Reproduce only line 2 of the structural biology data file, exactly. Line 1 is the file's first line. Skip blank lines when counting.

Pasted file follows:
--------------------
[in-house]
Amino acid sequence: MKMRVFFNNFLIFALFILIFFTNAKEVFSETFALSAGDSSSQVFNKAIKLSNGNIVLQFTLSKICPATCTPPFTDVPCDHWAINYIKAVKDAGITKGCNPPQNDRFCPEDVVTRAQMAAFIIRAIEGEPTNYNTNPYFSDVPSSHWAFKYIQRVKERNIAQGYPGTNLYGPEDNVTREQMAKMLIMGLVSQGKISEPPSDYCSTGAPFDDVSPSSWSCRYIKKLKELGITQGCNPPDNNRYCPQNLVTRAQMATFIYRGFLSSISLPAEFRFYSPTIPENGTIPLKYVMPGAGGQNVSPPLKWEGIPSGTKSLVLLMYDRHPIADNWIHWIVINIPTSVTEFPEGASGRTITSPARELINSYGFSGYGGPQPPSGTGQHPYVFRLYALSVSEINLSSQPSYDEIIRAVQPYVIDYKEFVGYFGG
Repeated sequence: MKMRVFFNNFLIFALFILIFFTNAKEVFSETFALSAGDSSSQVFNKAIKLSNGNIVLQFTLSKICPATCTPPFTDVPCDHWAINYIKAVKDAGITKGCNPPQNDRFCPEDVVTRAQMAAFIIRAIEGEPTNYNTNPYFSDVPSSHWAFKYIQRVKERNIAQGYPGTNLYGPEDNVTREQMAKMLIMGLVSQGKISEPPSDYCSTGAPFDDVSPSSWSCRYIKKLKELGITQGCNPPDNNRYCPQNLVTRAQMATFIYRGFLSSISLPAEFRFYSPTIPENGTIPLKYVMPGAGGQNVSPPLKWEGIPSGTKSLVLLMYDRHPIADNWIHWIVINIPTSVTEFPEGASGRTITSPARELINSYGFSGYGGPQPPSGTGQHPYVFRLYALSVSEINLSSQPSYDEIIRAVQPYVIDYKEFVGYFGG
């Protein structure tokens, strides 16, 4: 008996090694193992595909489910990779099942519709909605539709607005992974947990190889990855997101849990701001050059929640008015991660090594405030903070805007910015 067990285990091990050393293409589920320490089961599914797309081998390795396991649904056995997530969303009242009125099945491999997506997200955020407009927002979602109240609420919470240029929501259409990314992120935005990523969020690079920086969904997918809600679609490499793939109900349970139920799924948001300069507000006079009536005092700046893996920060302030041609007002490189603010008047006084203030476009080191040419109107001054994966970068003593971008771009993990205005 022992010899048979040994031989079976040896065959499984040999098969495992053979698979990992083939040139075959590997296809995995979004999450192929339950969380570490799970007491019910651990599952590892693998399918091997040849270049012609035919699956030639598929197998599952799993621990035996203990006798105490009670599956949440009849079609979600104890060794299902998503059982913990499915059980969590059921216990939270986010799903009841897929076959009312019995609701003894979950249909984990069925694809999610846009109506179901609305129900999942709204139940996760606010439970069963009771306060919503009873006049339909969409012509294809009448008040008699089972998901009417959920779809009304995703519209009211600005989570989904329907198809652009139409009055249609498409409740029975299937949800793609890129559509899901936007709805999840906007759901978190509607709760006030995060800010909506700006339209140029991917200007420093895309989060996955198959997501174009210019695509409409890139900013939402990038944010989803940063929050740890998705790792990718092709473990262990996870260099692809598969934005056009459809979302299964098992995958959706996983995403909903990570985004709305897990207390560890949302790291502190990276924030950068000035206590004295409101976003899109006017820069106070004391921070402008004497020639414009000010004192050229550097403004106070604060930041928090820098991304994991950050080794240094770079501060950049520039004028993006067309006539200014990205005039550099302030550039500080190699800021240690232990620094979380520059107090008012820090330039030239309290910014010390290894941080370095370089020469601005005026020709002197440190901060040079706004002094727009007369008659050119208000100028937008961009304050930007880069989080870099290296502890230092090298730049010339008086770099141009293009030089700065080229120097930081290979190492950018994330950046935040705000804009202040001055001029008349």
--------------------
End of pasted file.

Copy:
Amino acid sequence: MKMRVFFNNFLIFALFILIFFTNAKEVFSETFALSAGDSSSQVFNKAIKLSNGNIVLQFTLSKICPATCTPPFTDVPCDHWAINYIKAVKDAGITKGCNPPQNDRFCPEDVVTRAQMAAFIIRAIEGEPTNYNTNPYFSDVPSSHWAFKYIQRVKERNIAQGYPGTNLYGPEDNVTREQMAKMLIMGLVSQGKISEPPSDYCSTGAPFDDVSPSSWSCRYIKKLKELGITQGCNPPDNNRYCPQNLVTRAQMATFIYRGFLSSISLPAEFRFYSPTIPENGTIPLKYVMPGAGGQNVSPPLKWEGIPSGTKSLVLLMYDRHPIADNWIHWIVINIPTSVTEFPEGASGRTITSPARELINSYGFSGYGGPQPPSGTGQHPYVFRLYALSVSEINLSSQPSYDEIIRAVQPYVIDYKEFVGYFGG